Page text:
he was a proud New Hampshire native son. The Kennetts are pillars of 
the Conway community whose roots in the Mount Washington Valley go back 
generations, and I have been fortunate to know Chip's family and to 
witness their countless contributions to business and civic life in New 
  Chip carried on his family's tradition of public service when he 
first came to Capitol Hill to serve his home State of New Hampshire. He 
served as a congressional staffer for nearly 8 years--first as a 
legislative correspondent to my predecessor Senator Judd Gregg and 
later as a policy aide for former Senator John E. Sununu. More 
recently, he was a senior aide to my colleague from Maine, Senator 
Susan Collins. When I first came to the Senate in 2011 and did not yet 
have a full legislative staff in place, Chip generously offered his 
counsel on national security and defense issues, for which I was very 
  While working for Senator Gregg, Chip met the love of his life, 
Sheila, who would become his wife.
  In October 2012, Chip--seemingly healthy and active at the age of 
31--was diagnosed with Stage IV nonsmoker's lung cancer. There was no 
cure. In the face of an unimaginable prognosis, Chip understood better 
than most that life is a gift, and he inspired us all with his 
determination to live his life to the fullest--making the most of the 
time he had with his wife Sheila and their two young children, Joe and 
Crosby. Together, they found joy and meaning in simply being together 
during everyday, ordinary moments--resolving to be ``present and 
grateful.'' From family dinners to rooting for his favorite football 
team on ``Patriots Football Sunday'', Chip savored the blessings of 
family and friendship.
  True to his compassionate nature, he turned his diagnosis into a 
cause for good--becoming a counselor to others battling cancer, raising 
public awareness of the disease and the need to reduce the stigma 
associated with lung cancer. The blog that Chip and Sheila started 
provided a ``Playbook for Living'' that served as a source of 
inspiration and encouragement to others who were fighting similar 
battles with cancer. Chip also put his Capitol Hill experience to work 
as an advocate for lung cancer research, and his efforts are credited 
with helping spur changes in Medicare coverage for lung cancer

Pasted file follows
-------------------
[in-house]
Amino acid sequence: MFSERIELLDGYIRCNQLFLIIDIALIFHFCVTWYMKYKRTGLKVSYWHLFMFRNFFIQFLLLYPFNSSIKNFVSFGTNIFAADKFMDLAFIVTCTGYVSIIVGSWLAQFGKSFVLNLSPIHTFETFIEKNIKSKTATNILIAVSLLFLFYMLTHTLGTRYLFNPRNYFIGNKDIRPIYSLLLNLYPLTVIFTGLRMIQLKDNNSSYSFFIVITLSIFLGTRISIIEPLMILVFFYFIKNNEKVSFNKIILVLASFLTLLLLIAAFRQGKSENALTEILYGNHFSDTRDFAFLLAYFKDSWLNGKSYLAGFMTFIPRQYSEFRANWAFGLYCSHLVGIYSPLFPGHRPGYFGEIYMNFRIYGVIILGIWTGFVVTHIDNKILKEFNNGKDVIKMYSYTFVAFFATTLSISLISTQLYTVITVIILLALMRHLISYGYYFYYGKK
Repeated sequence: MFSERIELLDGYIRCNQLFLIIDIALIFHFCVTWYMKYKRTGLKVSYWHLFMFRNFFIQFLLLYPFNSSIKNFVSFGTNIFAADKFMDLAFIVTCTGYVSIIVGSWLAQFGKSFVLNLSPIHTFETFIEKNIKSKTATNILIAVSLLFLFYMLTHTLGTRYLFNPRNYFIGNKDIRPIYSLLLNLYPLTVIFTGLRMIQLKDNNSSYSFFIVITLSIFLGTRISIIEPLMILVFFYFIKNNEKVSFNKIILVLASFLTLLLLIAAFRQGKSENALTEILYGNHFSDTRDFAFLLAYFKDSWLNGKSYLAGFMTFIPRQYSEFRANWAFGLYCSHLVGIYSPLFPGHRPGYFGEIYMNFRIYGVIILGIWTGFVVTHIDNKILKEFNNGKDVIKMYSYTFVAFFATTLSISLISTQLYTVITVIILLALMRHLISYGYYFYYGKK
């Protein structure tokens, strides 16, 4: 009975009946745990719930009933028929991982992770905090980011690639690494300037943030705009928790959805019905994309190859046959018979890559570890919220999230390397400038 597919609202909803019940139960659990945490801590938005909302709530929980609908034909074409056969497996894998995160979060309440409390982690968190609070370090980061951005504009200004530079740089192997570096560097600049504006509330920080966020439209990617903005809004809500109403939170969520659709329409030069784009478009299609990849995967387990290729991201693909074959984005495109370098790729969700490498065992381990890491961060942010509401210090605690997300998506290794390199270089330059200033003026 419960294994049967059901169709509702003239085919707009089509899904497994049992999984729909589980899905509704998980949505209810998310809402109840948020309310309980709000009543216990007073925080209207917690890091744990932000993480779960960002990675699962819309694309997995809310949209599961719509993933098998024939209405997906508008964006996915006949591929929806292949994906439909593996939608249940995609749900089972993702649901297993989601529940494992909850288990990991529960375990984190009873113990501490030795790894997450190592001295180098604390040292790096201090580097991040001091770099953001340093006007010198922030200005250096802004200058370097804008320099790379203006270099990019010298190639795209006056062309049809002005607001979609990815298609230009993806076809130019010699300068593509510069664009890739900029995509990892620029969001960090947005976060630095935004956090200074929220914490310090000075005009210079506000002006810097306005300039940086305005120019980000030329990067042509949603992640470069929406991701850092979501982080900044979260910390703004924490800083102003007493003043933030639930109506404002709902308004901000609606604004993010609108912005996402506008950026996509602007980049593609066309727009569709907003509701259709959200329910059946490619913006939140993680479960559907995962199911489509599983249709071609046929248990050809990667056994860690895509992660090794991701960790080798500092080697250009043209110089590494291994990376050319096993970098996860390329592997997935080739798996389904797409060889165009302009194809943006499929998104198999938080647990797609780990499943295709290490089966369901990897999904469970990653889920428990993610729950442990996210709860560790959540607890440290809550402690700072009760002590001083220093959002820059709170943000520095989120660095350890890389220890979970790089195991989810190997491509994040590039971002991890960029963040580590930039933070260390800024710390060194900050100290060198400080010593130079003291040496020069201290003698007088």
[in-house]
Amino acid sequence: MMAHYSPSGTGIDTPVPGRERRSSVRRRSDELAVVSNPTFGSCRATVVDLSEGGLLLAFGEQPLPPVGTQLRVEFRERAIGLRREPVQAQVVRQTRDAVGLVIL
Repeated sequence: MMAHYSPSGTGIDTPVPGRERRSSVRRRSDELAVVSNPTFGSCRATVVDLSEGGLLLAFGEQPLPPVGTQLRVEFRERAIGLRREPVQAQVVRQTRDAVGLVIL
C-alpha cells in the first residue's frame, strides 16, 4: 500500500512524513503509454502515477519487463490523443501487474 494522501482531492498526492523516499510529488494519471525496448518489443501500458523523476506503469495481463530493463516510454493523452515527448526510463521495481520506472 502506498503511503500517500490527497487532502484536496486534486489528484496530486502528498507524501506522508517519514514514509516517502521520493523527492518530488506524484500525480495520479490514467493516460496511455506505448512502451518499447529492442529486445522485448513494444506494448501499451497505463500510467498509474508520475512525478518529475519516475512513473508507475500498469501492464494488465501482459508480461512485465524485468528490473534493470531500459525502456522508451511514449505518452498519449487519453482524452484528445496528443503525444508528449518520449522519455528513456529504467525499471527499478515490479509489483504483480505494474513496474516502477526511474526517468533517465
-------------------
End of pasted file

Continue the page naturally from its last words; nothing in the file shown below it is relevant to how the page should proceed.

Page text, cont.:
treatments--a legacy that will continue to touch many lives.
  Chip summed up his approach to living with cancer at a hearing last 
May before the Senate Special Committee on Aging, where he testified 
that ``thanks to medical breakthroughs, I have been able to experience 
many quality filled days. We have enjoyed spending holidays with 
friends and family. I have been able to continue working full time. As 
a family, we have sat down at the dinner table together, have attended 
innumerable swim lessons, soccer and tee ball practices for my son on 
Saturday mornings, and have sat in a church pew together on Sunday 
mornings. In other words, we have stayed busy--busy LIVING with 
  Chip's strong network of family and close friends was extremely 
important to him. He was always happiest being around the people he 
loved. After his diagnosis, his family, friends, coworkers, and former 
Hill colleagues--affectionately known as Team Kennett--mobilized to not 
only support Chip and his family but also to support their efforts to 
aid others fighting cancer.
  The courage and strength with which Chip and his family faced his 
illness is an inspiration to us all. Perhaps Chip's greatest legacy is 
the valuable lesson he taught us all about how to live fully in each 
  Chip was a wonderful, smart, and fun-loving man, and he had a big 
heart. It was a joy to know him and to call him a friend, and his loss 
is simply heartbreaking.
  My heart and thoughts are with all of Team Kennett, including Sheila, 
Joe, and Crosby; as well as Chip's parents Bayard and Theresa Kennett 
of Conway; and his brother and sister-in-law Tanner and Sarah Kennett 
of North Conway.